R.I.P. Chicago - What We Lost This Year

As Chicago closes the books on another year, it’s a good time to think back on the good, the bad and—at times—the sad events that occurred during this journey around the sun. 


For every new restaurant, bar or cultural institution we gained this year, it seemed like we lost another. So goes the circle of life.


So, let’s take a quick moment to reflect, pour one out and move into the new year! 




Image Via Facebook/quencherssaloon


Chicago lost not one but two staples for local bands on their way up this year. Quenchers Saloon in Logan Square closed up shop in June and is set to be converted into a doctor’s office leaving a bitter taste in our mouths—not unlike that of all the Malort we drank there over the years. Just a few storefronts north, The Mutiny also fell victim to a 2018 shutter in the fall ending a nearly 30-year run in the city.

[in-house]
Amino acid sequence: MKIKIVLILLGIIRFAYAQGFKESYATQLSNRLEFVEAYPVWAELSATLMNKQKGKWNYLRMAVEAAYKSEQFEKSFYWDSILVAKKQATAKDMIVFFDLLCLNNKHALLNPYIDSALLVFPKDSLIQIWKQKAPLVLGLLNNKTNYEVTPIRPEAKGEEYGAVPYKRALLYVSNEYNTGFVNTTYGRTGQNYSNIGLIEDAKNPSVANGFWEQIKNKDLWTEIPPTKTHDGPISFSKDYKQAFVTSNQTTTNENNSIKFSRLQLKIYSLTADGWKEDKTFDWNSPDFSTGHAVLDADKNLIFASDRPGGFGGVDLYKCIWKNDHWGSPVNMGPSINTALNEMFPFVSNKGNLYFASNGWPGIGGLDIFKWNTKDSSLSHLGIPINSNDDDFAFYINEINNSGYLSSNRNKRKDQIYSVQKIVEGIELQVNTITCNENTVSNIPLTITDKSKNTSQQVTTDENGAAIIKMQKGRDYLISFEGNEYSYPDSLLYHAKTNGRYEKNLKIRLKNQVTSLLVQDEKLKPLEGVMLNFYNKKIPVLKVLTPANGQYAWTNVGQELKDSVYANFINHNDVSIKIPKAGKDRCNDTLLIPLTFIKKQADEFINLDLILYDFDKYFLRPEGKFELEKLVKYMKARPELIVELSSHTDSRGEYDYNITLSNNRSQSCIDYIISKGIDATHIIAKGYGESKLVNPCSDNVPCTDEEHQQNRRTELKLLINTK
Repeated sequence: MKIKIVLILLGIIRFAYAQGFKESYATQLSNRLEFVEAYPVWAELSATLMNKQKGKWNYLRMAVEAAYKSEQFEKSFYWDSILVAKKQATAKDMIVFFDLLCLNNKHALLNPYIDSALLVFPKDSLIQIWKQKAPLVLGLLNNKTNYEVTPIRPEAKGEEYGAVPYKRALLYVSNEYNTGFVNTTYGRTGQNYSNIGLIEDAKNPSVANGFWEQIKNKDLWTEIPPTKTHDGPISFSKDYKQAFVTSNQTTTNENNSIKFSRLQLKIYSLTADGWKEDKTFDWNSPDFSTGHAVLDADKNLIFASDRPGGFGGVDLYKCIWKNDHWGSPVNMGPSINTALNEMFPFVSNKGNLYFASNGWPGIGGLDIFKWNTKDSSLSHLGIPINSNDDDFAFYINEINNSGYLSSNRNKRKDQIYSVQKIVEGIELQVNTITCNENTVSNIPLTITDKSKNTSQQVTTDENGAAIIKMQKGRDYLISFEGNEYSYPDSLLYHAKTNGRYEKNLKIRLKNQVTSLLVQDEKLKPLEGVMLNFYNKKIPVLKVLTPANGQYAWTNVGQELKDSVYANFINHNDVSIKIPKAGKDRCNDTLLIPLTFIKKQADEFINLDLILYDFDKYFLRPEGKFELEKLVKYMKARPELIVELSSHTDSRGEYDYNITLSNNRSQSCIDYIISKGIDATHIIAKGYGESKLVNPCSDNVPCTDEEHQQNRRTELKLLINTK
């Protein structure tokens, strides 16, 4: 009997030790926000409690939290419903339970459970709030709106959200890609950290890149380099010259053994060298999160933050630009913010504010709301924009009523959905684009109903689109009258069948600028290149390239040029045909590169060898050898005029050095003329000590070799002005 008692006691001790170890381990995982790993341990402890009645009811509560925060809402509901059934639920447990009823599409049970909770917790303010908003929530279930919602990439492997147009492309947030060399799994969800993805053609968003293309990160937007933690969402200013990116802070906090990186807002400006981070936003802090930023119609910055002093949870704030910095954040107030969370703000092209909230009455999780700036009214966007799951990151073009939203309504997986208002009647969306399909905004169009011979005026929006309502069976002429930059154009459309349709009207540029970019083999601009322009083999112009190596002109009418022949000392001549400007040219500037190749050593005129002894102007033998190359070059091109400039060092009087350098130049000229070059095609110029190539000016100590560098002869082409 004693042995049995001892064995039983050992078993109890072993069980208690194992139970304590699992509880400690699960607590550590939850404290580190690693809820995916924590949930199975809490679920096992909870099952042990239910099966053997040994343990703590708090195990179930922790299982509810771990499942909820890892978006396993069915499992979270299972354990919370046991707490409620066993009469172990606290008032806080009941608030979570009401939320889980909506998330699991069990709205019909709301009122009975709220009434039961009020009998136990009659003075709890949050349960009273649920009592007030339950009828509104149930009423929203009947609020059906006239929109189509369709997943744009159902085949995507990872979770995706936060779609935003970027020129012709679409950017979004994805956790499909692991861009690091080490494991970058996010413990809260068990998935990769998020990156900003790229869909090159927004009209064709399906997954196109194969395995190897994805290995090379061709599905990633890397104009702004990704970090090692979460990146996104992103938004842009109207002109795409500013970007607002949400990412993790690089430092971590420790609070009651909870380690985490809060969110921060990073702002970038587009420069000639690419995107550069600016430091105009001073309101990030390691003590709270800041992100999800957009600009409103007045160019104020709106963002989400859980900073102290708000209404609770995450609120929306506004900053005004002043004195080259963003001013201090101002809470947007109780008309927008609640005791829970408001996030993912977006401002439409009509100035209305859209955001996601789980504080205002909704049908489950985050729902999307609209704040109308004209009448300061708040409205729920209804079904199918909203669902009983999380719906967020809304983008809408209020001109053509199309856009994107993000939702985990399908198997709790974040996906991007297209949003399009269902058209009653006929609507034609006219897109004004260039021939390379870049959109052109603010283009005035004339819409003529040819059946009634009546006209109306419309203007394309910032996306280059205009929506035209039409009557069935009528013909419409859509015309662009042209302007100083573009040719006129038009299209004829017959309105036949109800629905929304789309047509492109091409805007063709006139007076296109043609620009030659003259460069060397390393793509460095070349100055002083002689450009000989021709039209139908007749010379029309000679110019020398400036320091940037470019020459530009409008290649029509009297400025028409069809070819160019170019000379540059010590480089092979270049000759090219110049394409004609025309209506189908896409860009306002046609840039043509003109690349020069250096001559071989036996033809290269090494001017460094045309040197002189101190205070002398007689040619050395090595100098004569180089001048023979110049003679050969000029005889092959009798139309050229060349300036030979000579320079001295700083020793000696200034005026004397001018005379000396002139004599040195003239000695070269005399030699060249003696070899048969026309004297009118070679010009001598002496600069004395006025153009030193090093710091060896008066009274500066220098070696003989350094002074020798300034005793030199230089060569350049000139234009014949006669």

It was also a tough year for mainstay panaderias on the Northwest side. Panaderia Azucar in Avondale and Panaderia La Central under the California Blue Line CTA station both closed permanently in 2018, taking their delicious baked goods with them. Our hearts will go on, but the jury is still out on our stomachs. 




Image via Facebook/sabatinoschicago


Old Irving Park classic Italian eatery Sabatino’s closed this year, just shy of its 50th anniversary. It’s not all bad though! The family-owned business went out on good terms and with lots of good memories to hold onto.


A fire gutted Blue Island favorite Maple Tree Inn back in August. Luckily owners of the popular Cajun restaurant and bar were quickly able to find a temporary new home along the same stretch of Western Avenue. Maple Tree Inn Bistro is much smaller than its former home but the owners hope to find a new permanent solution.